Skip to main content

"I'm no good at science!"

By Margo Bowerman

This is one of the saddest statements I hear from young people. I can almost guarantee it’s not true. When I talk to them, they’ve done things in science that I didn’t do until much later, and they can explain it better than I!  So why don’t they see themselves as science learners?

Usually, it’s because they don’t enjoy science class in school. Non-formal education, such as an after-school program, can provide a more positive experience and help young people to see their own abilities and gain proficiency in science. According to the Final Report of the NRC Committee on Learning Science in Informal Environments, non-formal learning experiences help young people gain science content knowledge. Just as importantly, they help young people to learn skills and practices, the ability to think scientifically and thus see themselves as science learners.

The Next Generation Science Standards help define competence in science and engineering as more than just knowledge in those fields; there is an emphasis on proficiency in practices of science and engineering. There are eight essential practices:

  1. Asking questions (for science) and defining problems (for engineering)
  2. Developing and using models
  3. Planning and carrying out investigations
  4. Analyzing and interpreting data
  5. Using mathematics and computational thinking
  6. Constructing explanations (for science) and designing solutions (for engineering)
  7. Engaging in argument from evidence
  8. Obtaining, evaluating and communicating information.
It’s important that the topics youth investigate are interesting and meaningful to them.  I would argue that most 4-H projects involve at least planning and carrying out an investigation (for example, “how can I take a picture of my puppy to get him to look the cutest?”) and analyzing and interpreting data (for example, “my horse responds best to an outside rein”).

Another key ingredient is the presence of a caring adult versed in positive youth development. This caring adult provides guidance to a youth member throughout their project, helping them strive towards a goal that has meaning to them, supporting them through problems and disappointments, and encouraging them to master skills or practices. Through this process, youth develop a recognition of their own skills and gain confidence in their abilities to persevere during setbacks.  And indeed, research by Vedder-Weiss and Fortus and by Britner and Pajares show that the support of a significant adult positively affects a young person’s engagement, perseverance, and belief in themselves in STEM-related challenges.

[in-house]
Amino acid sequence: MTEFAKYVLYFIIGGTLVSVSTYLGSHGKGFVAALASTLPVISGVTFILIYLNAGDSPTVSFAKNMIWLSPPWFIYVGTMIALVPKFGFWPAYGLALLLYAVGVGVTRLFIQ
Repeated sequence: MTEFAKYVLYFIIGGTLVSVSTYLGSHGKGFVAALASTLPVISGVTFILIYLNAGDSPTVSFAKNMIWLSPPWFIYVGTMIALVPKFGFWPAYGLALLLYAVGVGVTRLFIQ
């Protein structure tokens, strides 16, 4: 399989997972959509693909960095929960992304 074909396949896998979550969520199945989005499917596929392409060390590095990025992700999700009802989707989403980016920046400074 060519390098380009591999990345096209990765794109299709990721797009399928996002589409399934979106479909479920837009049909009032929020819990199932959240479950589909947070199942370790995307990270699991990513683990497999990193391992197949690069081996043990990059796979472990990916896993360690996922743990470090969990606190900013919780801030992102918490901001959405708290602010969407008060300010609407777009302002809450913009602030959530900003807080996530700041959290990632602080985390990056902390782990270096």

What are ways that you see non-formal education programs help youth gain proficiency in science and engineering practices?  How do your programs help youth see themselves as science learners?

You are welcome to comment on this blog post. We encourage civil discourse, including spirited disagreement. We will delete comments that contain profanity, pornography or hate speech--any remarks that attack or demean people because of their sex, race, ethnic group, etc.--as well as spam.
Print Friendly and PDF


  1. Hi Margo -

    Thanks for bringing up this topic. It is an important one. Sometimes science, math and engineering can be intimidating to not only the youth but also the adult who may be trying to facilitate the learning experience. But I think what many youth miss, is that they are probably doing science every day (without even recognizing it). For instance, a youth who collect bugs, stick or rocks on the playground are probably on the verge digging into science. They just need that extra push or encouragement to take the learning to a deeper level. Also using phrasing like " Wow - I really like what you did with that science experiment in the garden" - can help name the science youth do in their everyday lives through play.

    Keep this conversation going. It is great.

    1. Great points Jennifer! I think most adults miss that they are doing science and engineering every day too! At a bare minimum, we're all using technology (even if you are writing with a pen!), but can any adult say they're not asking questions (which milk should I buy at the store?) and solving problems (I want to avoid the construction on my way home), every day? Helping every one recognize a systematic process for answering questions and solving problems, and helping to name those processes when working with youth leads to belief that we can do science and engineering!

  2. Much of science is about trying things out - for the first time, that is. And how many of us always do things well right off the bat? My thought is that if we can make "failure" an expected outcome and just as meaningful (and dare I say, "fun") as success, we will go a long way to helping young people see that they ARE "good at science," which includes a healthy perspective on letting go out the outcome and learning from that outcome, whatever it may be.

    Thank you, Margo, for bringing up this terrific and important topic.


Post a Comment